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  • 1. Scholz, S. M.
    et al.
    Dutta, Joydeep
    Hofmann, H.
    Hofmeister, H.
    Raman spectroscopic study of silicon nanopowders1997In: Journal of Materials Science & Technology, ISSN 1005-0302, Vol. 13, no 4, p. 327-332Article in journal (Refereed)
    Abstract [en]

    Vibrational properties of silicon nanopowders are discussed with reference to Raman spectroscopic measurements. The powders were produced in a low pressure rf plasma from the cluster induced agglomeration of positive ions formed during the dissociation of silane. Influence of thermal treatment and the crystallization phenomena of the powder were studied. Raman spectroscopic measurements reveal size quantization effects for the particles as well as the existence of partially ordered regions in the apparently amorphous primary particles. The crystalline and amorphous volume fraction in the material were calculated from the relative spectral intensities. The results obtained in these experiments are consistent with the observations from recent high resolution transmission electron microscopy studies of these powders.

  • 2.
    Stormvinter, Albin
    et al.
    KTH, School of Industrial Engineering and Management (ITM), Materials Science and Engineering, Physical Metallurgy.
    Hedström, Peter
    KTH, School of Industrial Engineering and Management (ITM), Materials Science and Engineering, Physical Metallurgy.
    Borgenstam, Annika
    KTH, School of Industrial Engineering and Management (ITM), Materials Science and Engineering, Physical Metallurgy.
    A Transmission Electron Microscopy Study of Plate Martensite Formation in High-carbon Low Alloy Steels2013In: Journal of Materials Science & Technology, ISSN 1005-0302, Vol. 29, no 4, p. 373-379Article in journal (Refereed)
    Abstract [en]

    The martensitic microstructures in two high-carbon low alloy steels have been investigated by classical and automated crystallographic analysis under a transmission electron microscope. It is found that the martensitic substructure changes from consisting mostly of transformation twins for 1.20 mass% carbon (C) steel to both transformation twins and planar defects on {101}(M) for 1.67 mass% C steel. In the 1.67 mass% C steel it is further found that small martensite units have a rather homogeneous substructure, while large martensite units are more inhomogeneous. In addition, the martensite units in both steels are frequently found to be of zigzag patterns and have distinct crystallographic relationships with neighboring martensite units, e.g. kink or wedge couplings. Based on the present findings the development of martensite in high-carbon low alloy steels is discussed and a schematic of the martensite formation is presented. Moreover, whether the schematic view can be applied to plate martensite formation in general, is discussed.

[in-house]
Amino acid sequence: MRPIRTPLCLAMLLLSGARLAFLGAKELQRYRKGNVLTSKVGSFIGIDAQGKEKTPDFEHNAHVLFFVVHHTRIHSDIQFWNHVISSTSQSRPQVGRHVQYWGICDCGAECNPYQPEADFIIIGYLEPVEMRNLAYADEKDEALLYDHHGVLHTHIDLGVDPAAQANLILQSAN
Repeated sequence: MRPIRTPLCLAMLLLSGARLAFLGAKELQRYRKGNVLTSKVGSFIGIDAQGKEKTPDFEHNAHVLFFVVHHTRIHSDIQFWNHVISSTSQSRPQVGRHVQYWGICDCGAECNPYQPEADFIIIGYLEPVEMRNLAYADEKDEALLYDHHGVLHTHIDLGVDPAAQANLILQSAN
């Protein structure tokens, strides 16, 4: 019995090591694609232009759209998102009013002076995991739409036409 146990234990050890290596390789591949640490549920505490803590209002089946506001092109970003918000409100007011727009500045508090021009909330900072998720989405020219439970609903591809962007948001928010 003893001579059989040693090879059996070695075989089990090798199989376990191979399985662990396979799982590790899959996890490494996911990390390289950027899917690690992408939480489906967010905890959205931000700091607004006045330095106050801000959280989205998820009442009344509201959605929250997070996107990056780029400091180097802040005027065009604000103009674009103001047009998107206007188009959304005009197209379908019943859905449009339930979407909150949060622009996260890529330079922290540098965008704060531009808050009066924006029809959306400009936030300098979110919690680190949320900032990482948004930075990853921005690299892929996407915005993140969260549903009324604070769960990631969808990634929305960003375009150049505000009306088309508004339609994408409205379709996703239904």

• 3. Zhang, H.
    et al.
    Li, Z. C.
    Bergman, Bill
    KTH, School of Industrial Engineering and Management (ITM), Materials Science and Engineering, Ceramics.
    Zou, X. D.
    Investigation of La9.33Si6O26 oxygen ionic conductor2007In: Journal of Materials Science & Technology, ISSN 1005-0302, Vol. 23, no 5, p. 629-632Article in journal (Refereed)
    Abstract [en]

    La9.33Si6O26 oxygen ionic conductor was synthesized by solid state reaction method. Its structure was determined by single-crystal X-ray diffraction analysis at room temperature. The results showed that La9.33Si6O26 oxide has the apatite structure with space group P6(3)/m. AC impedance measurements indicated that the oxides sintered in nitrogen have much higher conductivity than those sintered in air. The effects of grain boundaries on the conductivity were discussed.

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